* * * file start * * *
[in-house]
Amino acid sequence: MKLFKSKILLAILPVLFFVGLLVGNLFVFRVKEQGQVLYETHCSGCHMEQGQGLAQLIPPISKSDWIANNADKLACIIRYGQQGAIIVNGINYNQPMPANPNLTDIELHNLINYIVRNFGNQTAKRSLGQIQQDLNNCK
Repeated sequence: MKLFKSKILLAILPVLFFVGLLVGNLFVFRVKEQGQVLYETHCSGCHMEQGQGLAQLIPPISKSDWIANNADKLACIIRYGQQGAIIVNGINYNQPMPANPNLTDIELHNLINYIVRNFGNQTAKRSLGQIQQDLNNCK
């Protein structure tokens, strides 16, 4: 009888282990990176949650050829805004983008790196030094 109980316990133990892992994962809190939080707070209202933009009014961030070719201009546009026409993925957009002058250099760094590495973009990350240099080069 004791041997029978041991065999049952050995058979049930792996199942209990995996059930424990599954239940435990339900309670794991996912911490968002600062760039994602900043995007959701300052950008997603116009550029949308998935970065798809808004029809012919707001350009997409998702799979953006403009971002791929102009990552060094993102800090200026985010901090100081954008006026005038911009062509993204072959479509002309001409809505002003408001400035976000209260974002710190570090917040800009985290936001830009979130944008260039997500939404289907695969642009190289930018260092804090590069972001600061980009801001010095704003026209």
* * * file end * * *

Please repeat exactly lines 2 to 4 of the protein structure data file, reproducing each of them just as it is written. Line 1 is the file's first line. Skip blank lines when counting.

Amino acid sequence: MKLFKSKILLAILPVLFFVGLLVGNLFVFRVKEQGQVLYETHCSGCHMEQGQGLAQLIPPISKSDWIANNADKLACIIRYGQQGAIIVNGINYNQPMPANPNLTDIELHNLINYIVRNFGNQTAKRSLGQIQQDLNNCK
Repeated sequence: MKLFKSKILLAILPVLFFVGLLVGNLFVFRVKEQGQVLYETHCSGCHMEQGQGLAQLIPPISKSDWIANNADKLACIIRYGQQGAIIVNGINYNQPMPANPNLTDIELHNLINYIVRNFGNQTAKRSLGQIQQDLNNCK
């Protein structure tokens, strides 16, 4: 009888282990990176949650050829805004983008790196030094 109980316990133990892992994962809190939080707070209202933009009014961030070719201009546009026409993925957009002058250099760094590495973009990350240099080069 004791041997029978041991065999049952050995058979049930792996199942209990995996059930424990599954239940435990339900309670794991996912911490968002600062760039994602900043995007959701300052950008997603116009550029949308998935970065798809808004029809012919707001350009997409998702799979953006403009971002791929102009990552060094993102800090200026985010901090100081954008006026005038911009062509993204072959479509002309001409809505002003408001400035976000209260974002710190570090917040800009985290936001830009979130944008260039997500939404289907695969642009190289930018260092804090590069972001600061980009801001010095704003026209």